2019: .253/.321/.485 with 29 strikeouts and six walks in 109 plate appearances.
2020: .262/.338/.443 with 13 strikeouts and five walks in 68 plate appearances (in only 18 games, due to injures and the shortened season);
2021: .302/.368/.500 with 20 strikeouts and 10 walks in 117 plate appearances.
Does that mean Schoop will, to borrow a turn of phrase from a Detroit favorite in another sport, heat up like a microwave against the A’s today? Maybe not. These 27-game/one-sixth of the season slices are pretty arbitrary dates on the calendar. But considering Schoop’s career OPS by month goes .668, .706 and .834 from April-June, he could be turning out some tasty treats sooner rather than later.
Or, as Schoop told the Freep’s Evan Petzold on Friday: “It’s time for me to make adjustments and hit now. I got all my outs already. It’s time for me to get my hits and help my team win.”
Remember how we mentioned that Schoop isn’t the only Tiger struggling at the plate? At first base, there’s Spencer Torkelson, who’s hitting .167 this season. He’s a rookie, and a notoriously slow-starting hitter, too, so we’re not too worried. But since going 2-for-5 in the first game of April 23’s doubleheader (aka, the Miggy3K game), he has just four hits — all singles — in 39 at-bats over 12 games. So what’s his approach? Our Man Petzold has the answer here, and it involves a home run king from the Tigers’ recent past.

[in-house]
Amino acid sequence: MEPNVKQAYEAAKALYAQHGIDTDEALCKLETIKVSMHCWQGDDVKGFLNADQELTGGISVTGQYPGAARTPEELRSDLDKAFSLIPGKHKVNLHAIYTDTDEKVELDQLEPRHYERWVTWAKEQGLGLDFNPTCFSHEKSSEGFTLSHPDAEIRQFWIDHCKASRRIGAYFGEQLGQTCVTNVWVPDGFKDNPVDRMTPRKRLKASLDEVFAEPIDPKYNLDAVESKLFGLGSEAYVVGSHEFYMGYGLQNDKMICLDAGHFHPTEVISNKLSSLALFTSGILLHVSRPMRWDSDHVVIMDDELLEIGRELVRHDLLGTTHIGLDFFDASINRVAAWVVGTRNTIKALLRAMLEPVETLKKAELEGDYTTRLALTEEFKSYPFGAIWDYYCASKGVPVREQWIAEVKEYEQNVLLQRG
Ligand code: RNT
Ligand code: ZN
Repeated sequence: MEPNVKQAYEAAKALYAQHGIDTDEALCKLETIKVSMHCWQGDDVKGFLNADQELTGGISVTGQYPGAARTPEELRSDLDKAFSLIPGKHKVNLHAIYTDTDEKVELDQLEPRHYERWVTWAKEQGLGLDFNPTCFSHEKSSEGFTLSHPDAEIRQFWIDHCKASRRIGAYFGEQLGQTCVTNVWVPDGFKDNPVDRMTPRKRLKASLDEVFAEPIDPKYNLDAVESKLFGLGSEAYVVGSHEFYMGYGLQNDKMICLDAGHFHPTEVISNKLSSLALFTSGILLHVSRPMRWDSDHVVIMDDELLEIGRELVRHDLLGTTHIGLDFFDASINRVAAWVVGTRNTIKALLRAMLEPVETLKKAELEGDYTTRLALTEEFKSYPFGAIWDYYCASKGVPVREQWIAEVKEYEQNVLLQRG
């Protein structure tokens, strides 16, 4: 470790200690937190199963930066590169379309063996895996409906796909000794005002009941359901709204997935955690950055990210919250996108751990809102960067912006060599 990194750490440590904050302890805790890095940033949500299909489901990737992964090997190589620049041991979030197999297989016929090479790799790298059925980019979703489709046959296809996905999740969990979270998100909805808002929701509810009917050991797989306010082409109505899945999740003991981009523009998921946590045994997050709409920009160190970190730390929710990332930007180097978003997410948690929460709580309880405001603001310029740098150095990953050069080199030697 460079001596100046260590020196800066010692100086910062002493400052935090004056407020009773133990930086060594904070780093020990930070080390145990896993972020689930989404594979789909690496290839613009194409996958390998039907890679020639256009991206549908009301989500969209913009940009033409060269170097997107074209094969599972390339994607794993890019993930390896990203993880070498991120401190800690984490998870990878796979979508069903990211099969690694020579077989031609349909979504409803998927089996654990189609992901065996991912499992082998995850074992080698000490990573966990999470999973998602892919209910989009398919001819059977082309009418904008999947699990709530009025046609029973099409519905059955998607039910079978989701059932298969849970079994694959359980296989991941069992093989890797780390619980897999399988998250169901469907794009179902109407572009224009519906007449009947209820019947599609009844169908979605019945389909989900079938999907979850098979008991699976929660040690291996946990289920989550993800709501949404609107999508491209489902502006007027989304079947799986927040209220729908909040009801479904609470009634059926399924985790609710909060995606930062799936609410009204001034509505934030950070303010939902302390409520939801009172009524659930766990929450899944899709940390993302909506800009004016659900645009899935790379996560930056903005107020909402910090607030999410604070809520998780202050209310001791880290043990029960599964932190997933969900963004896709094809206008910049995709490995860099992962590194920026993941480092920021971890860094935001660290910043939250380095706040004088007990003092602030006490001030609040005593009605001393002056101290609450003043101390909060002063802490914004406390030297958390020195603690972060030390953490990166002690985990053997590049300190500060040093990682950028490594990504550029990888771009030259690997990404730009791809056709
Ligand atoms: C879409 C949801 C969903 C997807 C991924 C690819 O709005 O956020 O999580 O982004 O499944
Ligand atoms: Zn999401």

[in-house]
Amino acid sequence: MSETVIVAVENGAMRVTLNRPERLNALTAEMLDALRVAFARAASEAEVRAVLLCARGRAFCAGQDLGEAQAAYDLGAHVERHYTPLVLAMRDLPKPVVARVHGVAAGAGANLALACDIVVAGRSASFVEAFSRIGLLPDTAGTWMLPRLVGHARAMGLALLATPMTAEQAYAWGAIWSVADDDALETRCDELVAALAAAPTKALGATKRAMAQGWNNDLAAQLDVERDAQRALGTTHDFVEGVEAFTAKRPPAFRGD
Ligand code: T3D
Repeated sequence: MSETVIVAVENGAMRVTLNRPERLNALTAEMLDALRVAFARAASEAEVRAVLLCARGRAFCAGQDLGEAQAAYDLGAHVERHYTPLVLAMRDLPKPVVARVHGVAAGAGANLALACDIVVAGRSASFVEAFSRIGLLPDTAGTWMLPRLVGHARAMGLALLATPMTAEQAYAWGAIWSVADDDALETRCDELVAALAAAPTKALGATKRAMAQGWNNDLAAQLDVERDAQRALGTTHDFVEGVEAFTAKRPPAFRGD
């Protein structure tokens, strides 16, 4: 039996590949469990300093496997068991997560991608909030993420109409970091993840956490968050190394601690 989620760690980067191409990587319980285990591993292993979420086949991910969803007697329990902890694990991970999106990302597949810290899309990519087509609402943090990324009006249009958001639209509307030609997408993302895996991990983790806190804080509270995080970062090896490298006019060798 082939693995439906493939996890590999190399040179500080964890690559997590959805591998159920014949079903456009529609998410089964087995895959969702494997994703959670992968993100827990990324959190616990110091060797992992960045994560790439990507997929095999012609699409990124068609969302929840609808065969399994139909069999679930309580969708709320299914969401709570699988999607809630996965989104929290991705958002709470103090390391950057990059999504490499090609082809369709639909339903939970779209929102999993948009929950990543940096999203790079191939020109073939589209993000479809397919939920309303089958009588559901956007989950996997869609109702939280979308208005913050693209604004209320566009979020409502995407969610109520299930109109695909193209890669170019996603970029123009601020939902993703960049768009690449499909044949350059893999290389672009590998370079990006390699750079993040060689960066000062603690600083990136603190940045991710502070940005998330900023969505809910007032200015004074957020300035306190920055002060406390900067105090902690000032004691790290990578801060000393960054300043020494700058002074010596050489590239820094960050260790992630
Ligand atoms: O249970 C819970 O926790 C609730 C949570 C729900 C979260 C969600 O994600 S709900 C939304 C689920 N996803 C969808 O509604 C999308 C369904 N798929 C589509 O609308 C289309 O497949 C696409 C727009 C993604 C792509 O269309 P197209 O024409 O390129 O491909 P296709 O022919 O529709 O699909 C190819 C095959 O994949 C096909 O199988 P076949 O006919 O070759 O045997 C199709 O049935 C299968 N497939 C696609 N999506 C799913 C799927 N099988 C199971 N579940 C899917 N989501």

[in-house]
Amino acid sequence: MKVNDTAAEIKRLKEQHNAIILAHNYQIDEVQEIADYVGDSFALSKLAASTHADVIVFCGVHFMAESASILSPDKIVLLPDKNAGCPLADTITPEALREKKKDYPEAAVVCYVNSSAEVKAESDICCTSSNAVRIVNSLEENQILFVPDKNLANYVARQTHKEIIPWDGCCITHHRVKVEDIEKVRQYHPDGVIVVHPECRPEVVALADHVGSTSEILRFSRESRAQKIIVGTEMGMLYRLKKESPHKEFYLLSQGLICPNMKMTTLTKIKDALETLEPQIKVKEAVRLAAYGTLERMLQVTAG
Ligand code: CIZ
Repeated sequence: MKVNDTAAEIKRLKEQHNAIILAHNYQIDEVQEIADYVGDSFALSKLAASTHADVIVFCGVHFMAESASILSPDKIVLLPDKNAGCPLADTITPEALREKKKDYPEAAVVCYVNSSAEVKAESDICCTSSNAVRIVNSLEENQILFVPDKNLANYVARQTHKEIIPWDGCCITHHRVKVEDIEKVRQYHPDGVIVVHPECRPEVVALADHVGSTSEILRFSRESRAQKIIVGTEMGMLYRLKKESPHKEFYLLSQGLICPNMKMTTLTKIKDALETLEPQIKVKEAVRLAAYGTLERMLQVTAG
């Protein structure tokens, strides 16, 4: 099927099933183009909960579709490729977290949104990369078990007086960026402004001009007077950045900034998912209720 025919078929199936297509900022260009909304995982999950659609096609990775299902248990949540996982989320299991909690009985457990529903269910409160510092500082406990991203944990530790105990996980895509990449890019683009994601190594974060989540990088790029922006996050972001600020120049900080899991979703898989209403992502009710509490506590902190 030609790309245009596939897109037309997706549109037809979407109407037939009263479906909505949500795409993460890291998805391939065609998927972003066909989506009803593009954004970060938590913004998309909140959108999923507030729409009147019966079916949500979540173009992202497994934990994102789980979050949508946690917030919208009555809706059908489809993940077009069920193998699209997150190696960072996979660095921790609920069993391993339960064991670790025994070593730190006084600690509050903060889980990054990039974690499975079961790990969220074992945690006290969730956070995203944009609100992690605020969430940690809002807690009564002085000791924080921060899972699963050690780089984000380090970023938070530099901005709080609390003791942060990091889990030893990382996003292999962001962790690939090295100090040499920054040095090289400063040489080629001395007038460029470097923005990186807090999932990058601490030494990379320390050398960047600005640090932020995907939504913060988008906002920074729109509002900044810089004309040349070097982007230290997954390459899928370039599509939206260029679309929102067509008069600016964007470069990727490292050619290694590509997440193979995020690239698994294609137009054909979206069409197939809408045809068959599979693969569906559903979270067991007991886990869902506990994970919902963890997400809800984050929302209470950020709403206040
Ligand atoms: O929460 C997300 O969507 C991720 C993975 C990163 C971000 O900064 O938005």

The slow burn
Because, really, the MLB season is REALLY long. The Tigers’ 27 games so far is the equivalent to Week 3 of the Lions’ season, as the Freep’s Shawn Windsor pointed out this weekend. And while inviting comparisons to the Lions should tell you just how disappointing these Tigers have been, there’s still reasons for hope, he argued, including potential help from Casey Mize and Riley Greene (remember him?). Check out his full reasoning here.
(And while we’re mentioning the Lions, noted Freep Stafford-stalker Carlos Monarrez weighed in on the Tigers’ plight … and was actually positive! Find out why here.)
Candy’s sweet again
And then there’s Jeimer Candelario, whose April numbers — .159/.237/.203 — looked like the result of eating too many sugar-free gummi bears. But in May? Candelario is 8-for-26 with two doubles and two homers, for a .923 OPS. Click here to find out what had Candelario telling Our Man Petzold, “”It’s difficult with one swing. But what about two swings? I’m a switch hitter. I got to continue working really hard.”
Ope! The weekend wasn’t all doom and gloom; Sunday brought Mother’s Day and a wealth of warm feelings toward all the matriarchs in our lives. That includes the only mom with two sons in the Tigers organization: Staci Meadows. Austin joined the Tigers via trade last month (though he sat out most of the series in Houston with a non-COVID illness), while Parker, a Tigers draft pick in 2018, was promoted to Double-A a couple weeks ago. The Freep’s Jeff Seidel talked recently with the whole family about the thrills (and spills) of having two sons in the pros.